Australia’s 32 Biggest Infrastructure Projects Business Case

Australia’s 32 Biggest Infrastructure Projects Business Case

Major transport projects are a magnet for politicians. They prefer to keep the details of how they have decide to fund a project secret. To avoid the scrutiny that the public demands. Only eight of 32 projects worth more than A$500m that Australian. Governments have commit to in 2016 according to the Grattan’s Institute analysis. A business case is a document that documents the key elements of an argument. For why a project is worthwhile and the best option to solve a problem.

Any government that is considering large spending commitments should have business cases. These cases help decision-makers determine. Whether a project or other policy is worth the investment and if it is better than alternative options. It is shameful that the federal and state governments invest in major projects. Without publishing these assessments, and sometimes without doing them.

Even The Most Difficult Business Projects

No size is a barrier. There was no published business case at the time of commitment even for the biggest $5 billion-plus projects. Such as the 24 km Sydney Metro West rail tunnel between Sydney’s CBD and Parramatta. The Melbourne Airport Rail and the 10 km Torrens-to-Darlington section of Adelaide’s North South Corridor. These politicians are commit to these projects without sharing. Their knowledge or knowing if it is in the community’s best interest to build them.

These 32 projects received both federal and state funding. Only six of the 22 large infrastructure projects for which the federal. Government had committed a contribution in 2016 had a business case published by Infrastructure Australia. This federal agency was establish in 2008 to offer independent advice to governments about infrastructure.

There were 16 projects that did not have business cases. 14 of them were identify as initiatives by Infrastructure Australia, meaning they could reach a national significant problem or opportunity. Their assessment was not complete when they were commit.

The two remaining projects are Stage 2 and Albion Park Bypass. Both on the Princes Highway in NSW, south of Wollongong. These two projects, which total more than A$2 trillion, were not on Infrastructure Australia’s. Priority list when the state governments committed.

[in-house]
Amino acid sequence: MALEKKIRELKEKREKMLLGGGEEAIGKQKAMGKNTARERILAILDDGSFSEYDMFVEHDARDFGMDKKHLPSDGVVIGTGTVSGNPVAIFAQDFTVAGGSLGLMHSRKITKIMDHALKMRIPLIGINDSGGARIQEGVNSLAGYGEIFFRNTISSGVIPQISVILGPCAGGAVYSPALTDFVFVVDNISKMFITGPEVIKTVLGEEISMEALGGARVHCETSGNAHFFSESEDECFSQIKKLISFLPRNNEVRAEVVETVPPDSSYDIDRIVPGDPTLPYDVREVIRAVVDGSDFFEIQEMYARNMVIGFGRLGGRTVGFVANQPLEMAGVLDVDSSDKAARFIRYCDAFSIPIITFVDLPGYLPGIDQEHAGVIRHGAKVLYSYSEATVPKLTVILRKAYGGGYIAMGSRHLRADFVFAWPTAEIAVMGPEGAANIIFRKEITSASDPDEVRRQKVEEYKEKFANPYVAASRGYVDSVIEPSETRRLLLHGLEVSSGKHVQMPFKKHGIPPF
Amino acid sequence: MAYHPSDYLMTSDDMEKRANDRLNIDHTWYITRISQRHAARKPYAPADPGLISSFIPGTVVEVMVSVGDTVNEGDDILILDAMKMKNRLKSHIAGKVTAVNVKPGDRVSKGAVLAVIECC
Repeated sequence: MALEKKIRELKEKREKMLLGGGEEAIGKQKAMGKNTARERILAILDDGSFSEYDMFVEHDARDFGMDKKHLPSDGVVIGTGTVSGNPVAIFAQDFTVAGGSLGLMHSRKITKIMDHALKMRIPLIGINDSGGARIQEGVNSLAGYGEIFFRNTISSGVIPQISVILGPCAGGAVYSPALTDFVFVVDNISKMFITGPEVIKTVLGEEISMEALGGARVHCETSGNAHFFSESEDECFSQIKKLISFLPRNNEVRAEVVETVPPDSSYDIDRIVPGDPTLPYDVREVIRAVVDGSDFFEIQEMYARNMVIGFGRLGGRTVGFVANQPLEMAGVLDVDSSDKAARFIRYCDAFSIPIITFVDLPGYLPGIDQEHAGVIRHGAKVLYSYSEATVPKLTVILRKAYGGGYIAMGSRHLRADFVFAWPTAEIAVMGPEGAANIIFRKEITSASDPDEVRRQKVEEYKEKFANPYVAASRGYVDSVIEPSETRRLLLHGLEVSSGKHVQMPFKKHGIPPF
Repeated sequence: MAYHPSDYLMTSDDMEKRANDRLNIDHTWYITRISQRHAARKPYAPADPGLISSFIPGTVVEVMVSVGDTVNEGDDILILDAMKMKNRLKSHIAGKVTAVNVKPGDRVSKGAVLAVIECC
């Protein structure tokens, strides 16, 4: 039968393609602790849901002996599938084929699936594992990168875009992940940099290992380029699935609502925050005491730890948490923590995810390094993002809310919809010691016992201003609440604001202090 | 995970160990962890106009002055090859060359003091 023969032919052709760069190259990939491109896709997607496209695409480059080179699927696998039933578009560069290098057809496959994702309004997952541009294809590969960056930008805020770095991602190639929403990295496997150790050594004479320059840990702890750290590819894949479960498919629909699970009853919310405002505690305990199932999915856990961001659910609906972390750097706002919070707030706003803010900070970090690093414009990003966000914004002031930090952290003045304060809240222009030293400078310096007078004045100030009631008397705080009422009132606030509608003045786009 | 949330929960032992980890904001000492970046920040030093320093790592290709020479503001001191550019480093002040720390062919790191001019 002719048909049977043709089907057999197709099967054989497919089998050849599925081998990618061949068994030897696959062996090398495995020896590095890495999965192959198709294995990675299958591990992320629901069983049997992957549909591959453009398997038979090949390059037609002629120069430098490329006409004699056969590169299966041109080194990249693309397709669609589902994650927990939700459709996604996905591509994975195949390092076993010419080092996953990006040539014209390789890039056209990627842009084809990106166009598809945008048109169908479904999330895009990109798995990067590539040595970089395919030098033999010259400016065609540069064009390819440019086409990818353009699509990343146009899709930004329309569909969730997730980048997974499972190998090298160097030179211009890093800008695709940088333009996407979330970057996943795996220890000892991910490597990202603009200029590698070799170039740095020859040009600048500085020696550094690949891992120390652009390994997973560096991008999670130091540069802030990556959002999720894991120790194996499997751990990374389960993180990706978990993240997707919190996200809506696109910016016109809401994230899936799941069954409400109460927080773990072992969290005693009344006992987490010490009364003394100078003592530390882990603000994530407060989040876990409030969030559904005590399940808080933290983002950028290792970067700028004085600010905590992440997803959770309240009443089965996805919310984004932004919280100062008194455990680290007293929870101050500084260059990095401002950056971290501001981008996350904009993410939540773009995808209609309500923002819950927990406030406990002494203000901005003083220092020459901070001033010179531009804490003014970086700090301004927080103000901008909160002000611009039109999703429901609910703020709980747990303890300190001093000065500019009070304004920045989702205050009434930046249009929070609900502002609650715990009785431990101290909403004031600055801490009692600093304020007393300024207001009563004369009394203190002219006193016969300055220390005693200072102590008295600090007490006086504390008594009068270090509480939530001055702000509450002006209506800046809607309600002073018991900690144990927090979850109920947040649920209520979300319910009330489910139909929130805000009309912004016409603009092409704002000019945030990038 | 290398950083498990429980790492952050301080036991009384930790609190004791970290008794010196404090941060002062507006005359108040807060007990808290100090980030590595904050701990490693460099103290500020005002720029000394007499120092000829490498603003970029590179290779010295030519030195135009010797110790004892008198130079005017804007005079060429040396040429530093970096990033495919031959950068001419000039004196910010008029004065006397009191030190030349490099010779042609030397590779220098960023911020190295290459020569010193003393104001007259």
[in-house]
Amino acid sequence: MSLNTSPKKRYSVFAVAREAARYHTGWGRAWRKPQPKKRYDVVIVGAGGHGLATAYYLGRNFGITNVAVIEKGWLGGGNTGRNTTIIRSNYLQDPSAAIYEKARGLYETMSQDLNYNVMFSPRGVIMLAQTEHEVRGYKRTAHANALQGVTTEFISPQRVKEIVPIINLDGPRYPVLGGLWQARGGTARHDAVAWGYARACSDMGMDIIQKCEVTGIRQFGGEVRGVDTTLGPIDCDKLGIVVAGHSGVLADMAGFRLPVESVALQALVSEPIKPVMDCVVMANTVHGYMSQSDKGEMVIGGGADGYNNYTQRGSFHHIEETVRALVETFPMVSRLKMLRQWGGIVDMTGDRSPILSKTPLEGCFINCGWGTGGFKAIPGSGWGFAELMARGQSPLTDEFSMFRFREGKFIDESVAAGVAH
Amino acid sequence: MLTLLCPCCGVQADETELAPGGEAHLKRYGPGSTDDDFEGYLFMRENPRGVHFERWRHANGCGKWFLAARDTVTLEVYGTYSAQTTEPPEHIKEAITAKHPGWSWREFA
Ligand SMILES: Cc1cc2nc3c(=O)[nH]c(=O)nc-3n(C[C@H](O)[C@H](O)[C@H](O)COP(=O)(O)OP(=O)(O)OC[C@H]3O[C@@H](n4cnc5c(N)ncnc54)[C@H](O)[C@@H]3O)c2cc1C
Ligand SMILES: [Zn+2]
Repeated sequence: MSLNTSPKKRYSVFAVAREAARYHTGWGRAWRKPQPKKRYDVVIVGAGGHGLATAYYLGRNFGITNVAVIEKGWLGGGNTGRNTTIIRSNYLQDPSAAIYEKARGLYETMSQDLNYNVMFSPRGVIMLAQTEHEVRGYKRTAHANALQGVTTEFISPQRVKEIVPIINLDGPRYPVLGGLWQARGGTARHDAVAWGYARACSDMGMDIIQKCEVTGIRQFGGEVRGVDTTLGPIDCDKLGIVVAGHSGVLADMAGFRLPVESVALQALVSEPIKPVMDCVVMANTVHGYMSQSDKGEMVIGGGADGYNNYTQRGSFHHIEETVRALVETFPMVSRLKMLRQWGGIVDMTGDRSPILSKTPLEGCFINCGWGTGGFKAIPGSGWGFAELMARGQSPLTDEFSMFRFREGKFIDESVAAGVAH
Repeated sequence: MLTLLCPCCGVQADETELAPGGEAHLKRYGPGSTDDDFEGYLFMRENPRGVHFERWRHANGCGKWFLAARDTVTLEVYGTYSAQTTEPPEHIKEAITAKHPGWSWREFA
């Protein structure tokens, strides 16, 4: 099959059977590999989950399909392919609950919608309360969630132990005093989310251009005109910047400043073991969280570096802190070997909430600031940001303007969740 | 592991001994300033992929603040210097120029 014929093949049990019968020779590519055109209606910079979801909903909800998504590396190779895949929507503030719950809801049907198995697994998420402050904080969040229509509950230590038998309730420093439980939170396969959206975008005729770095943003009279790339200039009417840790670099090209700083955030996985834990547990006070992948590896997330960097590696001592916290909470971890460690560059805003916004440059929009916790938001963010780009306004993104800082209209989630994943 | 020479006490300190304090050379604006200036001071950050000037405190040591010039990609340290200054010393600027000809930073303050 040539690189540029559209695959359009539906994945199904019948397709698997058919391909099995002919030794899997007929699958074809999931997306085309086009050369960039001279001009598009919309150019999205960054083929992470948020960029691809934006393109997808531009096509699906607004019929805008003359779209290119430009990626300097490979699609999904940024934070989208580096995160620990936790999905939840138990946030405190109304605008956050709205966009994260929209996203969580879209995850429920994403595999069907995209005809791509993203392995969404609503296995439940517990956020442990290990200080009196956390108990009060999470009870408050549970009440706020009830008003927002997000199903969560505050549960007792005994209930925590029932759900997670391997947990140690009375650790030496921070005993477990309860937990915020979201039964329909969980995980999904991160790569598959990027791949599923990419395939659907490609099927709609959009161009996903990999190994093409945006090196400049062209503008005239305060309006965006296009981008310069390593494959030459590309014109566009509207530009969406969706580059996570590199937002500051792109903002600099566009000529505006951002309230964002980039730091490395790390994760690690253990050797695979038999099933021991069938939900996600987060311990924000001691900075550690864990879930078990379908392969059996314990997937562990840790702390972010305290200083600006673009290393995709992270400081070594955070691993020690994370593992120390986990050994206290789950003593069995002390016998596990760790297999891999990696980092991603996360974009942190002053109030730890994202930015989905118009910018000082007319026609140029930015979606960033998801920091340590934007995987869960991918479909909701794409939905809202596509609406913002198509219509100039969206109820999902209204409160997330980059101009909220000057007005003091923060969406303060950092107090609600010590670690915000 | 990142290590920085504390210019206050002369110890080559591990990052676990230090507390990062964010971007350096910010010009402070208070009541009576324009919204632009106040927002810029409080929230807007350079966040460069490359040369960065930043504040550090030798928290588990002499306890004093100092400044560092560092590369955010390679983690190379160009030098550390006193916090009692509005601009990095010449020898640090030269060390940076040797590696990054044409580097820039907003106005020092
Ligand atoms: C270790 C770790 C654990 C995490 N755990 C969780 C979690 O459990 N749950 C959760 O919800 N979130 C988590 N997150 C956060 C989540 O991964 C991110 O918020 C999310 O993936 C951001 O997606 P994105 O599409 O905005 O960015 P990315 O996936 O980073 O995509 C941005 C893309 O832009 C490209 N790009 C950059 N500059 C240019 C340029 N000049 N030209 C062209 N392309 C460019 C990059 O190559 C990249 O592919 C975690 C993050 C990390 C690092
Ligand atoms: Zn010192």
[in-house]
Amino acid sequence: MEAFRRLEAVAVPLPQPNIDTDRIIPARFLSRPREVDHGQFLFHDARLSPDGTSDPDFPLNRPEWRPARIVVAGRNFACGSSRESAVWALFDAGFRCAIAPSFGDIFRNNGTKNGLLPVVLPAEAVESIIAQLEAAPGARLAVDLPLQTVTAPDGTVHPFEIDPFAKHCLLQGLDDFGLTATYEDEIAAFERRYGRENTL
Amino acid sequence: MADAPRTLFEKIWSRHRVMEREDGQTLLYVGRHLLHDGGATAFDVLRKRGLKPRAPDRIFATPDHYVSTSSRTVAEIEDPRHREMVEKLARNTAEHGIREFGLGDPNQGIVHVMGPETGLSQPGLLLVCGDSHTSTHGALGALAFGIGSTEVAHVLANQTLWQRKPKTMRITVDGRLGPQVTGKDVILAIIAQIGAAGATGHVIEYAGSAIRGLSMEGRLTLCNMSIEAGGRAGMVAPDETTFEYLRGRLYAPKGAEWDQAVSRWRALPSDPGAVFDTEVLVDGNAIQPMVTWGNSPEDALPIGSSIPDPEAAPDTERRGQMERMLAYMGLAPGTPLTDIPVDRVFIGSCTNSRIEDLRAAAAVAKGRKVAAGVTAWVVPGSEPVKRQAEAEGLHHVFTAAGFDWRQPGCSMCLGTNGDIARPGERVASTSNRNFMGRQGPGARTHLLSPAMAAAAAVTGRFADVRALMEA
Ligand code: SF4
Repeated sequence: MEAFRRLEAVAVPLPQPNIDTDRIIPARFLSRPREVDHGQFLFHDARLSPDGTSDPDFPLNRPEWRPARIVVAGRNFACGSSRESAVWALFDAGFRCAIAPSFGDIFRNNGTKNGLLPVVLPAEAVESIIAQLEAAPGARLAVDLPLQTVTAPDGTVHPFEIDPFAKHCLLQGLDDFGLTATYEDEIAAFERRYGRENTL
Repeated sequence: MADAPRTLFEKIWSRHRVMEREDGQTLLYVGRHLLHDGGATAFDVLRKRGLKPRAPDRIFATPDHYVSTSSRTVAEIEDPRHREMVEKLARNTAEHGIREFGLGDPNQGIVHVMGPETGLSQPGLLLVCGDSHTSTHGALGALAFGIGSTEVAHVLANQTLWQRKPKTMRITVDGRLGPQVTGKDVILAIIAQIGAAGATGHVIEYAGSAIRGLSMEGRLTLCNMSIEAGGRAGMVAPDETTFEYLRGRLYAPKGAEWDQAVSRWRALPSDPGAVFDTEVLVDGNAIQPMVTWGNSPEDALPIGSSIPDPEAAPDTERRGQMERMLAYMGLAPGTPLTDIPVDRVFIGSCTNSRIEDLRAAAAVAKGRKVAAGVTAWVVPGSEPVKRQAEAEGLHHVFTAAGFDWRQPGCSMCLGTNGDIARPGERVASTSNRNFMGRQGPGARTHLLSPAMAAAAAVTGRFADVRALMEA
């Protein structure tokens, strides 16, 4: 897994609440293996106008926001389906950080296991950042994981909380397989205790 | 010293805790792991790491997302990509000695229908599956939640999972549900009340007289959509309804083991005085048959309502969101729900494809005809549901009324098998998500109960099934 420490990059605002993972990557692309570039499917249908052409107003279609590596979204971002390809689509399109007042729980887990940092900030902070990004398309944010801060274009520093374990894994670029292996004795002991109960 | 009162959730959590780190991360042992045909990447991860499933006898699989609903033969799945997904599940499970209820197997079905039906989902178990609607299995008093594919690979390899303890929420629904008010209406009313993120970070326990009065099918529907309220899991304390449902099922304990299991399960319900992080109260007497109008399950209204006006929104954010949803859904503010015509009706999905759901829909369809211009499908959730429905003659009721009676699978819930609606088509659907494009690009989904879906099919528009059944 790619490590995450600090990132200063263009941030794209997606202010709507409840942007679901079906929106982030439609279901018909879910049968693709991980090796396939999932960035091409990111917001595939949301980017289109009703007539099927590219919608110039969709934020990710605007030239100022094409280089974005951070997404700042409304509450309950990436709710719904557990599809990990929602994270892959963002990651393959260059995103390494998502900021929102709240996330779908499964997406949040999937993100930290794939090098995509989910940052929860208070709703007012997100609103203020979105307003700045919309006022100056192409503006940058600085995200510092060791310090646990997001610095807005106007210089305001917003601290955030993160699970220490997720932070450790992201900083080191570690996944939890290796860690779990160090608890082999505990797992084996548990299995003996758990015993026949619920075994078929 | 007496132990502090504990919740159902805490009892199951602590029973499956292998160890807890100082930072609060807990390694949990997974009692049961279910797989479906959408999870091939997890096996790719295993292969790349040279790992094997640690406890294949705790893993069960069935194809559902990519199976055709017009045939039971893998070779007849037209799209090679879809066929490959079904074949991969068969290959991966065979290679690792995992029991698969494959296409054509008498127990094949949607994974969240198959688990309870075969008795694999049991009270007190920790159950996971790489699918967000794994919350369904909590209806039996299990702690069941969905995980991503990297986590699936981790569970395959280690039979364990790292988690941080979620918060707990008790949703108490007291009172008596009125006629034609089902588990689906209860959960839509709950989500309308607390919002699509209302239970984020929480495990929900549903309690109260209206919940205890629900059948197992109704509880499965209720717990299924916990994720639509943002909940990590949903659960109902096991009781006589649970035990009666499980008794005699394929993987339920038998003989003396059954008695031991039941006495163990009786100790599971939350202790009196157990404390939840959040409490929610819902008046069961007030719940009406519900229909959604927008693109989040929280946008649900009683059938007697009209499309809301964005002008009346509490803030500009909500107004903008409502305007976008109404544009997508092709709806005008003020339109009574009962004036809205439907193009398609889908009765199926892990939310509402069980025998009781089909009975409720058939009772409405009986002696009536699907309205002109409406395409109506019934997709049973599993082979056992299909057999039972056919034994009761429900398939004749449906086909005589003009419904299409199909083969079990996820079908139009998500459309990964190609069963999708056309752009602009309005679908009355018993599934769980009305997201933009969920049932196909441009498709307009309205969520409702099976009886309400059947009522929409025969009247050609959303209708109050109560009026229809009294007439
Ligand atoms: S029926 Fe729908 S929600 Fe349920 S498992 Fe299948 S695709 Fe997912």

Infrastructure Australia stated in a 2018 report about decision-making. Principles that too often we see projects committed to before a complete. Set of options has been consider and a rigorous analysis of the potential project’s costs and benefits has been perform.

After The Facts Projects

It is true that 11 major transportation projects were able to make a business case for themselves later. The Victorian government, for instance, released last month the business and investment case to fund the first stage in its Suburban Rail Loop. This is three years after the announcement of its commitment to the project.

After the investment on Stage 1 of Sydney’s F6 motorway and several sections of Queensland’s M1 Pacific motorway as well as Tasmania’s largest project, the Bridgewater Bridge that crosses the Derwent River in Hobart, we have also witnessed business cases poker pelangi.

Too Much Secrecy

Transparency is not just a problem in business cases. In Australia, there is no standard way to publish information about tender process outcomes, such as who was awarded, what the process was, and the contract value. It can be difficult to find even if it is published.

Research by The Grattan Institute shows that NSW publishes more information than any other state, publishing tender and contract information as a routine in a central registry. Queensland has the lowest level of information and is able to publish less information in central locations.

Politicans may try to defend their secrecy by saying that they are elected to make the decisions. Even those you might think would support governments are more likely to choose the shadows of those who advise and build the major projects.

The Grattan Institute hosted an August webinar with Acciona Geotech’s Bede Noonan, McConnell Dowell’s Chris Lock, as well as Owen Hayford, Infralegal’s expert legal advisor. All agreed that governments should at least have public business cases.

They argued that this was not only a matter of public accountability but also an opportunity to convince the community about the merits and to encourage more innovative ideas.

They are correct. While transparency is not essential, it is an important aspect. It is important that governments publish all information: tender documents, business cases, contract values, basis for claims for major projects, evaluation criteria, and post-completion reviews.